U.S. assists in training Mexican police investigators for judicial transition
The U.S. Embassy in Mexico City issued the following news release on Wednesday July 27:
MEXICO CITY — Edomex, Nuevo León, Colima, Coahuila, Jalisco, Michoacan and Campeche launched Criminal Investigation Instructor Courses for police investigators, part of a national program to create a cadre of criminal investigation instructors. Officials from the United States Embassy and U.S. Consulates in Mexico joined inauguration events for the program in Toluca, Estado de Mexico; Nuevo León; and Guadalajara, Jalisco. Tobin Bradley, Director, Office of Narcotics and Law Enforcement, US Embassy in Mexico, shared his optimism for the program and its impact on law enforcement in Mexico: “We are grateful for this opportunity to assist Mexico in preparing police investigators to meet their responsibilities under the new criminal justice system. This program will advance the successful consolidation of the new criminal justice system throughout Mexico.”
Over the next three months, all thirty-one Mexican states will have completed similar courses. The three-week course encompasses training in criminal investigation and instructor development and will create a cadre of 1,050 federal and state instructors in criminal investigation who will then go on to train approximately 30,000 investigators throughout Mexico.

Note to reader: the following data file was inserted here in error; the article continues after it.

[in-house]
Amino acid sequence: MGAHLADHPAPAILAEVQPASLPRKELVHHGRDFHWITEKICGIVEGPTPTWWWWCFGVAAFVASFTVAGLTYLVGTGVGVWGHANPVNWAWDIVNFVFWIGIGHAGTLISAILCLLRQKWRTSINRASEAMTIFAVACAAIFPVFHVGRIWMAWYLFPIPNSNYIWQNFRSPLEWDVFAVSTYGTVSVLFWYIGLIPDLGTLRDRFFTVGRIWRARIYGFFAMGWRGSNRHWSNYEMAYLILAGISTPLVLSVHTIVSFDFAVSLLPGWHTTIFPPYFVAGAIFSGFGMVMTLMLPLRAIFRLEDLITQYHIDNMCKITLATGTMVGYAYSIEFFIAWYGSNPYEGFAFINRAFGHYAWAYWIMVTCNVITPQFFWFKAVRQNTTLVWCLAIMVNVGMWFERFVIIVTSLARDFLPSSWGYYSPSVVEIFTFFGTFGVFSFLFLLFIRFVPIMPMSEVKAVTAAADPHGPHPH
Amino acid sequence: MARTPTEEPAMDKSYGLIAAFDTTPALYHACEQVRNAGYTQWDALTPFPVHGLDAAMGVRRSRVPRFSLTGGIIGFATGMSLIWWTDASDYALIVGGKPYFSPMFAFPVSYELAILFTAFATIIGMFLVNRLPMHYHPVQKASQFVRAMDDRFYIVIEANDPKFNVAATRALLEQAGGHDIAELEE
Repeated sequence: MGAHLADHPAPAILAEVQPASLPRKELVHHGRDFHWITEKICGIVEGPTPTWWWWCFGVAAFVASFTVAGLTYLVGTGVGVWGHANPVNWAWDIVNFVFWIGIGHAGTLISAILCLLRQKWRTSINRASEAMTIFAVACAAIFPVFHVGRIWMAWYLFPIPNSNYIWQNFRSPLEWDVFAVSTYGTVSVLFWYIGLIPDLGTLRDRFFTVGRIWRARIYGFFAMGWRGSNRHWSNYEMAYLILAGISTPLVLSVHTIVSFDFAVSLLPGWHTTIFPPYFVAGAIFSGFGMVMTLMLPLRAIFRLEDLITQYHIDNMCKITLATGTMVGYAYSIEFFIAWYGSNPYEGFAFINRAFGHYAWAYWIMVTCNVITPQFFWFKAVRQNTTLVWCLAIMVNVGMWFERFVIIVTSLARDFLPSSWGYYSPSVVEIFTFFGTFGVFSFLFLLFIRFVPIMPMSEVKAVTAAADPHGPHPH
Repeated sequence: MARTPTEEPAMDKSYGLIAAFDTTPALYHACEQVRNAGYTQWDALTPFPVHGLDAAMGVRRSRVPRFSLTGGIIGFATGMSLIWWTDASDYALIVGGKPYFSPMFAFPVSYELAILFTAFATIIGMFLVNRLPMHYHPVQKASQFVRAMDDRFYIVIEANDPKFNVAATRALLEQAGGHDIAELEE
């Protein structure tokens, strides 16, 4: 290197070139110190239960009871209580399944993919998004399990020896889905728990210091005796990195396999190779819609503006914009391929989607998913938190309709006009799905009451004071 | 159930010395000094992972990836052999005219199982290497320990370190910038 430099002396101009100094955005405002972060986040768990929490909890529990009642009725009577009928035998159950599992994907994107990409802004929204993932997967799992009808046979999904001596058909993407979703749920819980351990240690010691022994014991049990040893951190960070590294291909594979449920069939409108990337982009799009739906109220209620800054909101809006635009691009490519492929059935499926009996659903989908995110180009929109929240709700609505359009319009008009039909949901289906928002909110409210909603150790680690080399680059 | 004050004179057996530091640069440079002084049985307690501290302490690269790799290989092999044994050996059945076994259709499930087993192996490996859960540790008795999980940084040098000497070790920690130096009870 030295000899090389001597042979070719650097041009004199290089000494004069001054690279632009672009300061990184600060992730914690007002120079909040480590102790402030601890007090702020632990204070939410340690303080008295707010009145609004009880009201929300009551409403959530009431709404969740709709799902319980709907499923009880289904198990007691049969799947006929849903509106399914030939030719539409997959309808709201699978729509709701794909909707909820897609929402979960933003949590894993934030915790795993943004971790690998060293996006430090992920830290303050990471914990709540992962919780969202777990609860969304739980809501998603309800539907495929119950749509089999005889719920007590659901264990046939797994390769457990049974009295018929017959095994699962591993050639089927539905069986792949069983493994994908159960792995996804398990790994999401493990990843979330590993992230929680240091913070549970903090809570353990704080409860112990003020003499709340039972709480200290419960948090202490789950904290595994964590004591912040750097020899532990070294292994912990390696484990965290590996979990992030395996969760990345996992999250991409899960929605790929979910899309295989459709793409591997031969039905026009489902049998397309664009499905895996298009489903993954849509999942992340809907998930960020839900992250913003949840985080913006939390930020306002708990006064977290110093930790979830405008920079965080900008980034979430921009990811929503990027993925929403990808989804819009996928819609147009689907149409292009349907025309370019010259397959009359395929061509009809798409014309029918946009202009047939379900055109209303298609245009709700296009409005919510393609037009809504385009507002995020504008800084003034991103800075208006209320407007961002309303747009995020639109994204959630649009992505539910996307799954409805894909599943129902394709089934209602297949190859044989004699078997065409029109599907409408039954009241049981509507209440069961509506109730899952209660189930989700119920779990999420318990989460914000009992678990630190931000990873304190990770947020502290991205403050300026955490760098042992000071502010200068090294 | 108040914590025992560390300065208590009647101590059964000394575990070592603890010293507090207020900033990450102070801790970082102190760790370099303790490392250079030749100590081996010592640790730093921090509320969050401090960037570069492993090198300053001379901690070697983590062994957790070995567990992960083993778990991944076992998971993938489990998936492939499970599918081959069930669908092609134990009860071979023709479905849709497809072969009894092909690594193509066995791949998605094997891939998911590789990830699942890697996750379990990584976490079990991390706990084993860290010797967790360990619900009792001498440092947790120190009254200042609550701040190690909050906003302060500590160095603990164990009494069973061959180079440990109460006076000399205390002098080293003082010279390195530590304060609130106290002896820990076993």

The program is the result of a collaborative effort between the government of Mexico and the Embassy of the United States under the Merida Initiative. It prepares Mexican police investigators to meet their responsibilities under Mexico’s new criminal justice system and the course content has been validated by the Secretariado Ejecutiva de Sistema Nacional de Seguridad Pública (SESNSP). During the course, police investigators receive instruction in core competencies that are critical to law enforcement and the success of criminal prosecutions, such as the judicious use of force during detention or arrest of individuals, criminal analysis, preservation of a crime scene and evidence, and preparation for giving testimony during oral trials.
Through the Merida Initiative, the United States government provides broad support to the government of Mexico as it consolidates the accusatory criminal justice system. To date, the US Embassy in Mexico has funded First Responder instructor training in the new criminal justice system for nearly 1,500 preventative police officers who will replicate that training for police officers throughout Mexico; since 2011 has provided capacity building visits for 30,000 members of the federal justice system; has funded programs that develop oral litigation skills among law students and professors at over 150 universities; has equipped over 120 courtrooms nationally; and has assisted 14 states to establish the legal framework for the successful implementation of the new criminal justice system. The Embassy continues to support the consolidation of the new criminal justice system with training, technical assistance, and equipment donations that help to institutionalize rule of law and strengthen law enforcement institutions in Mexico.
Source: U.S. Embassy Mexico City.